Single work leg is vital for every runner’s strength routine.
Why? Running really is a single -eg sport, as only one foot touches the ground at any given time. Single-leg strength becomes even more important when running trails.
We are good at developing the big running muscles – hamstrings, quadriceps, calves, and glutes – but neglect the smaller stabilization muscles that keep the hips, knees, and ankles healthy. Runner Touch (beginning version) is a great exercise to start single-leg strength work.
My military athletes MUST be good at push-ups for fitness tests, and I design their training to include pre-run push-ups and push-up variations in the gym. I’ve been present at many PT tests where some push-ups were not counted because of poor form. I ensure my military athletes perform push-ups with correct form, but also have the strength and endurance to meet minimum standards and beyond.
Say hello to my little friend: Death March for Runners.
How can a small step forward with hip hinge make you want to say swear words?
In Death March for Runners, the goal is to elongate the hamstrings and engage the glutes. This is done by placing the load on the front leg as much as possible and keeping a slight soft bend in the front knee as you push your hips back like you would in any deadlift variation. Essentially Death March for runners is a split stance hinge. You should absolutely feel your glutes, hamstrings and pelvic stabilizers of the lead leg.
Simple, yet full of technical details. Welcome to step-ups!
Ideally, the step-up trains the quads, hamstrings, and glutes of the leg on the box (working leg). The working leg performs concentric and eccentric movement, while improving balance.
What often happens? The calf of the foot touching the floor pushes off and the lower back compensates half way through the upward movement. Sure, the working leg does some work, but will not be fully loaded.
Lower back pain is a sure sign of a weak core and glutes. Any human – runner or not – can benefit from effective core work.
Pelvic tilt (different video) and pelvic tilt with march are for every body. However, post-partum women can benefit greatly from this exercise, regardless of the presence of diastasis recti. It is important to regain core muscle strength after pregnancy.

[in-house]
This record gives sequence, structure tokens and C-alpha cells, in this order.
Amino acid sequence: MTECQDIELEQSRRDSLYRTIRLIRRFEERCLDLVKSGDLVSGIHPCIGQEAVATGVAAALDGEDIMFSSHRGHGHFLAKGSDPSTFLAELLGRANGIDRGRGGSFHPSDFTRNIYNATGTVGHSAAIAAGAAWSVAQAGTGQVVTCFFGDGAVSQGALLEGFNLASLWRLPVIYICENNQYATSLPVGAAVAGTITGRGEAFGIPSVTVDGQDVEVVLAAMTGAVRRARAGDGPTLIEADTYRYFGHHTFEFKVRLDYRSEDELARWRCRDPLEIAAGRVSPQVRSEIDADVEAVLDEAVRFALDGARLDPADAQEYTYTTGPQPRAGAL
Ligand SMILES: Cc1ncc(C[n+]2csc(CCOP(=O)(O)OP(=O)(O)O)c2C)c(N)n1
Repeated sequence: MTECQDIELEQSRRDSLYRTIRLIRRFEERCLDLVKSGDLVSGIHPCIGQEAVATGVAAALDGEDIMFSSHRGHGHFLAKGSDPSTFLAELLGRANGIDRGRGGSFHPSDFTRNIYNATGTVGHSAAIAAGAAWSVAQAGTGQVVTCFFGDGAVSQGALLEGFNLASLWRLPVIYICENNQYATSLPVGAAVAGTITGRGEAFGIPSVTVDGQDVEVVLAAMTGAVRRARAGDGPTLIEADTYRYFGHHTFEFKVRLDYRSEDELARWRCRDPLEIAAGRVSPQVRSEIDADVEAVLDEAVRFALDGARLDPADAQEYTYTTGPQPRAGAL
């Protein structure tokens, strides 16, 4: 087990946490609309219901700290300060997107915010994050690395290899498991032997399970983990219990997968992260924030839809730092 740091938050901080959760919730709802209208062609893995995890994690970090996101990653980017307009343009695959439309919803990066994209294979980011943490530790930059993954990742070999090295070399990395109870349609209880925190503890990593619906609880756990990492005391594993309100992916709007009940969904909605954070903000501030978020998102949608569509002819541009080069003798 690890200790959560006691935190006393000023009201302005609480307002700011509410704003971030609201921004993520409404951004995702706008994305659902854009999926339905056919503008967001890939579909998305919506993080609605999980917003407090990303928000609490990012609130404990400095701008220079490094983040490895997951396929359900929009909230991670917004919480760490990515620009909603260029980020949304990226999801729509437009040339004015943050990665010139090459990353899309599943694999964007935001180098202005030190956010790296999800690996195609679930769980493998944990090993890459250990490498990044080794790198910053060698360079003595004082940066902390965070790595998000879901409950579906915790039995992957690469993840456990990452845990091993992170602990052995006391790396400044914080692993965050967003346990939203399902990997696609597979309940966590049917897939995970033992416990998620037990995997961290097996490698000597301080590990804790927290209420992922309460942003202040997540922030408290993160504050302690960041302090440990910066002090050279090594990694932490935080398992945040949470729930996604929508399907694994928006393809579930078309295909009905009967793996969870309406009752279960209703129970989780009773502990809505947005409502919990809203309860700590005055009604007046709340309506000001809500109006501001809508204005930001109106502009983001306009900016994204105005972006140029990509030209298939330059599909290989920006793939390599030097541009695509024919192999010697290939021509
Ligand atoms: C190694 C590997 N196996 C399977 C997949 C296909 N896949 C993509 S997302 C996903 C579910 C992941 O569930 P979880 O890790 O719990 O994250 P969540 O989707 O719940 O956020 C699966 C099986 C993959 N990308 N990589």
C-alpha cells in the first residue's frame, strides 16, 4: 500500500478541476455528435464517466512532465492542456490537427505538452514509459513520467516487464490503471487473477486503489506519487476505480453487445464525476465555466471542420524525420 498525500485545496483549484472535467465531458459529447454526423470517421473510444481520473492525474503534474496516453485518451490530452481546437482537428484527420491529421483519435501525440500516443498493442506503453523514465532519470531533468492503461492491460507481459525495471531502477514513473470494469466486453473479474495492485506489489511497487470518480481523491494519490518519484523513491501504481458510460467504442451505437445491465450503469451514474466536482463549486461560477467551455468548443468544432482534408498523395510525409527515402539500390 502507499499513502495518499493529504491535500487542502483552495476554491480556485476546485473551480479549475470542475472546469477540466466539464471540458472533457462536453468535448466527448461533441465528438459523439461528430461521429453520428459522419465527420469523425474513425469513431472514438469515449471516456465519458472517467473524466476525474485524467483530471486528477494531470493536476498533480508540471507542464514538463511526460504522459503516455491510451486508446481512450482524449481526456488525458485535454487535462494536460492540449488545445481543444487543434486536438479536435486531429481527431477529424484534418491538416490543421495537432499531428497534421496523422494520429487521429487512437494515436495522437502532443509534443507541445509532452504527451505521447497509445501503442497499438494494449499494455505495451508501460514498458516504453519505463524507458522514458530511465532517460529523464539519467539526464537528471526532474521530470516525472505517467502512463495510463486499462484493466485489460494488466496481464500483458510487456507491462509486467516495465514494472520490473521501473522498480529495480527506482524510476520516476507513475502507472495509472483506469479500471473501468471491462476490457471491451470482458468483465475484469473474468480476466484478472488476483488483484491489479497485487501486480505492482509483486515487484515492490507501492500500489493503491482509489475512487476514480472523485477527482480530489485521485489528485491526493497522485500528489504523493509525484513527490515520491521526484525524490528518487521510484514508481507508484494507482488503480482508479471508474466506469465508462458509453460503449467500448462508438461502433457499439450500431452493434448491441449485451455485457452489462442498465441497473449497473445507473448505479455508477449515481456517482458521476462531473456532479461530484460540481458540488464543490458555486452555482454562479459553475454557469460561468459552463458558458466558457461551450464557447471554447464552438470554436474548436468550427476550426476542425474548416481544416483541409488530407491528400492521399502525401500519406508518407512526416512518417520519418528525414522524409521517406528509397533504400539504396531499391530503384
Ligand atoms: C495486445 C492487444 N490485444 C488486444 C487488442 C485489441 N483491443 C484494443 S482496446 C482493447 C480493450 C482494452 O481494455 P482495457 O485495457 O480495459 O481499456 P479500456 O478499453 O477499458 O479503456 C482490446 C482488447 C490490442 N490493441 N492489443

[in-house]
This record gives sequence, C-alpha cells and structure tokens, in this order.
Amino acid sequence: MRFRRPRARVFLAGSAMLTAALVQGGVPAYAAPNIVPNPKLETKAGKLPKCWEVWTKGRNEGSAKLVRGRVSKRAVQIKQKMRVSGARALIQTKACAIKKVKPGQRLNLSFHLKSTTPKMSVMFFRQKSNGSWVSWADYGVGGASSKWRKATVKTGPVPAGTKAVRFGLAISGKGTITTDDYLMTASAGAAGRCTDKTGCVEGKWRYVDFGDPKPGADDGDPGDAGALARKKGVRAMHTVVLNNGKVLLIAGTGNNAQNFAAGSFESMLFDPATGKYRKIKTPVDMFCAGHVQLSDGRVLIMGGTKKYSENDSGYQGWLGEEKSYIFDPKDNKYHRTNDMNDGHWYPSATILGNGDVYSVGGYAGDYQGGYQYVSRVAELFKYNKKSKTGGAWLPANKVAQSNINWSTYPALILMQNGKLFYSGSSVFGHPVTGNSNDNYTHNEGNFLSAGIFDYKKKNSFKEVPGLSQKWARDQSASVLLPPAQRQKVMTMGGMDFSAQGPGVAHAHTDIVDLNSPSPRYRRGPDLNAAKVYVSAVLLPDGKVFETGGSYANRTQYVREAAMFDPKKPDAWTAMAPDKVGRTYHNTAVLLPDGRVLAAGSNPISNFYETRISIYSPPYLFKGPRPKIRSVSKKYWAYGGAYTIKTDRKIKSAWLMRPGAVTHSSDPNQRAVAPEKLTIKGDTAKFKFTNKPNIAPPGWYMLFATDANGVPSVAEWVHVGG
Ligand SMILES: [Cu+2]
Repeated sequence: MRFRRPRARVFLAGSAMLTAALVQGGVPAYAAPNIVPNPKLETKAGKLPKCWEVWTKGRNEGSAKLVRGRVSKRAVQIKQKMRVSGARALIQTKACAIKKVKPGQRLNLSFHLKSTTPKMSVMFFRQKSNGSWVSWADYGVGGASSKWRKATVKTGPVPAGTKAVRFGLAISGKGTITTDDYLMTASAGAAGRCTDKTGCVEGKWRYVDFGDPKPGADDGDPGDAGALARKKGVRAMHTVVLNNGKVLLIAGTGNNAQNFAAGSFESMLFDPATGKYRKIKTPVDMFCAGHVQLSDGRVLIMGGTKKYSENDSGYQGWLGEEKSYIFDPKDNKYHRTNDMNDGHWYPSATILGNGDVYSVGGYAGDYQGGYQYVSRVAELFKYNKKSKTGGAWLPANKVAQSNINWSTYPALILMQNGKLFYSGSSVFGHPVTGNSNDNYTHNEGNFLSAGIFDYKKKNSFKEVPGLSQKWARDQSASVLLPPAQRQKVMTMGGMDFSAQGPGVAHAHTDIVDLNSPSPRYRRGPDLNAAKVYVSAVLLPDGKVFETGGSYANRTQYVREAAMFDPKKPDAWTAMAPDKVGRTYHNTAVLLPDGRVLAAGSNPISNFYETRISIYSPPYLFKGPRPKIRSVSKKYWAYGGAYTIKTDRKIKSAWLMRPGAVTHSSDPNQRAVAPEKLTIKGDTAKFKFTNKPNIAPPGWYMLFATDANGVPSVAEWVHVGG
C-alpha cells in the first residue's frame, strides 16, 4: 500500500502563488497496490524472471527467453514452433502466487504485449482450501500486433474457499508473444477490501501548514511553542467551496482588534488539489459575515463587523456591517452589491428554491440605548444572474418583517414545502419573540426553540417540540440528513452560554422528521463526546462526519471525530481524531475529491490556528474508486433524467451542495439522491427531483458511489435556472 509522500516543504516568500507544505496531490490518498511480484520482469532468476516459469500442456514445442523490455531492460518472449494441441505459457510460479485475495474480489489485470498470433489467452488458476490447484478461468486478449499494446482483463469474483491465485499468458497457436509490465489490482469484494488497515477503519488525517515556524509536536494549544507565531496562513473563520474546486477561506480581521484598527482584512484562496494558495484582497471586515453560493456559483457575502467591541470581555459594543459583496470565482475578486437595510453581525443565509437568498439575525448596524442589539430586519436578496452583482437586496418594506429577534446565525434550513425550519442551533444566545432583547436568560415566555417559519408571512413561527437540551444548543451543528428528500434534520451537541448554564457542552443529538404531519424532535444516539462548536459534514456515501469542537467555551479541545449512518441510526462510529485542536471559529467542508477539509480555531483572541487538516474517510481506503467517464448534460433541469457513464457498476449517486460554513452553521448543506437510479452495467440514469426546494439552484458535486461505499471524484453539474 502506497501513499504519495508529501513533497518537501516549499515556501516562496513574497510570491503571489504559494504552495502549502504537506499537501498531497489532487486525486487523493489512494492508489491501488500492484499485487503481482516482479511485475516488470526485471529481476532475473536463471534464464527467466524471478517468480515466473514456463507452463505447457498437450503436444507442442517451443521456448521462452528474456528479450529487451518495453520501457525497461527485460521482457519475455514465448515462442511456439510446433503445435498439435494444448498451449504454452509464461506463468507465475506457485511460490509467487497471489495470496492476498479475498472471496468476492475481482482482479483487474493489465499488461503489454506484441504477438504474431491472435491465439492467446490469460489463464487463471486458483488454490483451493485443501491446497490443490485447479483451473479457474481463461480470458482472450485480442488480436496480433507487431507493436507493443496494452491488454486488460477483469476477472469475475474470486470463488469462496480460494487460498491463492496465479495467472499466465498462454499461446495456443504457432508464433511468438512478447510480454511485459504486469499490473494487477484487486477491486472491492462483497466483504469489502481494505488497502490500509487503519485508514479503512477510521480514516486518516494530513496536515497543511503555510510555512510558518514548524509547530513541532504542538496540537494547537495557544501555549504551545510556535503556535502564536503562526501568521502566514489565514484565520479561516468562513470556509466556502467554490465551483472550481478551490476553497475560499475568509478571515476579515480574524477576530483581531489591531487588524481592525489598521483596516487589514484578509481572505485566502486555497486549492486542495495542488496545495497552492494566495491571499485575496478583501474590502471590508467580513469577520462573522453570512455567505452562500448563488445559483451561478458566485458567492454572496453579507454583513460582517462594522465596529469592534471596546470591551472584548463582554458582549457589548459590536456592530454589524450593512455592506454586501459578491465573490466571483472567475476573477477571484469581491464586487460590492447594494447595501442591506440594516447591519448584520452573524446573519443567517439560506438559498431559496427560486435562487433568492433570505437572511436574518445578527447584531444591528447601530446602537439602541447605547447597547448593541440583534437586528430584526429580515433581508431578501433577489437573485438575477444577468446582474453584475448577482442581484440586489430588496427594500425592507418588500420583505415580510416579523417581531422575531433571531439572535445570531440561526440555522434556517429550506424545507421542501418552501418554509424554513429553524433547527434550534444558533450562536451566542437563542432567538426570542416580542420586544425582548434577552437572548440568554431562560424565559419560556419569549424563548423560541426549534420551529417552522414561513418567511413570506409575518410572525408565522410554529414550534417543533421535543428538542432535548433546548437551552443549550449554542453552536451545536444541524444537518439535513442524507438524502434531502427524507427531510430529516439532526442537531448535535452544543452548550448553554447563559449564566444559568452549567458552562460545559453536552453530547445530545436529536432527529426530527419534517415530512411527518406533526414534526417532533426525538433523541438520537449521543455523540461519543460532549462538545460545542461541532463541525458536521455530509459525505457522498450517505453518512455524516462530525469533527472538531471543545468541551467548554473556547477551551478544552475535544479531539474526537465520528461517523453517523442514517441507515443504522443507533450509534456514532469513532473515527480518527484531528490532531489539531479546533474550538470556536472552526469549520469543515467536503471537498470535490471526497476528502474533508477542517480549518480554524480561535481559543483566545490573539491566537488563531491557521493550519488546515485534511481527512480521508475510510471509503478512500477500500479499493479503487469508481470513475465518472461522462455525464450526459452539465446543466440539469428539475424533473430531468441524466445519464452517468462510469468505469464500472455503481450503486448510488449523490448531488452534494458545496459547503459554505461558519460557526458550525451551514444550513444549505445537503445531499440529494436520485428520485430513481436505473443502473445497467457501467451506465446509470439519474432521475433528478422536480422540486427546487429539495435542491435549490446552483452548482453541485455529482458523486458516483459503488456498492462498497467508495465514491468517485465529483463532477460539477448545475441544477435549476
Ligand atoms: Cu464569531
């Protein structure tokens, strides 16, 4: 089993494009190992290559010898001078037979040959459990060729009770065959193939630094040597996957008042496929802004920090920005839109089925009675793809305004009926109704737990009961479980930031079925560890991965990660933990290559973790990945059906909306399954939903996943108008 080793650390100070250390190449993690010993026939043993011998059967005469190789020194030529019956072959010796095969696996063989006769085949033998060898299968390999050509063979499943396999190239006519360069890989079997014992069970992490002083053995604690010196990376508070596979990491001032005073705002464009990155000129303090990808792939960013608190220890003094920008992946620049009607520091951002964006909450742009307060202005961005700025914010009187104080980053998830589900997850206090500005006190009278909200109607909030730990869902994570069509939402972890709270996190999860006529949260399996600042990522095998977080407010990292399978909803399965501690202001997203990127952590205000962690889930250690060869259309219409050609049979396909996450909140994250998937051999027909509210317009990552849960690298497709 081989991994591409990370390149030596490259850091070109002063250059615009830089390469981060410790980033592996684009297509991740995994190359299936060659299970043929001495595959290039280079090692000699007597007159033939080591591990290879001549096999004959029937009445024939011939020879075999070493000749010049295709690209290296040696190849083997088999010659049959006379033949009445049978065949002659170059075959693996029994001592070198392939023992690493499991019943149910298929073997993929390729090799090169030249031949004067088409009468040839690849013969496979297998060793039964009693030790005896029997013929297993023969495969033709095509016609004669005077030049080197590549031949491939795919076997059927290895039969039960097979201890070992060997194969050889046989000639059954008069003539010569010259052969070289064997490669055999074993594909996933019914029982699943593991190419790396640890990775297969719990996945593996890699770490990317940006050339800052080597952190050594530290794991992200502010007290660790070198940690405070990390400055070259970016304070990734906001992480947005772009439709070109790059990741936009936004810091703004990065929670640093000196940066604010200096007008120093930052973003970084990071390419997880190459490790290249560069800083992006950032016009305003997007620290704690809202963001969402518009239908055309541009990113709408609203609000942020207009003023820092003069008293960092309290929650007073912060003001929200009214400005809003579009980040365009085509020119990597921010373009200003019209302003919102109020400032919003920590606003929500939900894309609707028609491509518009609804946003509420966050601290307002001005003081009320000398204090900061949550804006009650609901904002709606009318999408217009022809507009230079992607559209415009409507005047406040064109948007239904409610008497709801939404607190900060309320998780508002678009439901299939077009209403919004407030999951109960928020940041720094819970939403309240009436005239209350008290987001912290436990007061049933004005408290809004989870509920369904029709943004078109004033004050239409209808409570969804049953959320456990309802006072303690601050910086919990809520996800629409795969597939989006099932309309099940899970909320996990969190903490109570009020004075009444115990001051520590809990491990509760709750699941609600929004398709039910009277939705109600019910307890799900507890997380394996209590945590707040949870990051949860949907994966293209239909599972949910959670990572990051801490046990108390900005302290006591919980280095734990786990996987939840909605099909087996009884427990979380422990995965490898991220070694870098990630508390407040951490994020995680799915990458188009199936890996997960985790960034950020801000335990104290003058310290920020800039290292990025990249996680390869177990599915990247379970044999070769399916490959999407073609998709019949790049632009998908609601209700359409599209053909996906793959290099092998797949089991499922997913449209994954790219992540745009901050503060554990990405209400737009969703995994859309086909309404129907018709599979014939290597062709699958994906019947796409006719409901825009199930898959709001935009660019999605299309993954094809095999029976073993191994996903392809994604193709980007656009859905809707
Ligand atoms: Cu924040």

Time to change things up! Let’s talk upper body exercises.
It not secret that smart phones have lead to an increase in poor posture – heads protruding forward, slumped spines, and rounded shoulders. Y-T-A’s are a simple, yet effective exercise to regain better upper body posture, muscle strength, and mobility.
Clamshells are great to build glute and TFL strength, but the side position isn’t my favorite. Ta-da! Seated 3-way mini resistance band clamshells.
What to do:
Place the mini band right below (more advanced) or right above (a bit easier) your knees. Whichever location you choose or whatever resistance mini band you use, just make sure you feel your glutes and outside your hips actually working.
Sit on the edge of the bench and your feet about hip-width apart. Then press your knees open against the band, using your glutes to open the band.
Begin with the forward hip hinge, then sitting tall, and finish leaning back.
Alter the location and ‘weight’ of the resistance band to progress or regress the movement for your current level of fitness.
Think you need a machine to build strong hamstrings? Think again!
Hamstrings are part of the posterior chain, a powerful group of muscles that include the back, glutes, hamstrings, and calves. A strong posterior chain gives runners a stong push-off, promoting forward motion.
Kettlebell Deadlifts are an effective exercise for strengthening the posterior chain, some of the biggest and strongest muscles in the body: back, glutes, hamstrings, and calves.
A strong posterior chain is critical for runners, as these muscles are what push you forward with each stride. They also work to stabilize the knee joint, extend the hip joint, and strengthen and straighten the spine (especially important for chronic sitters).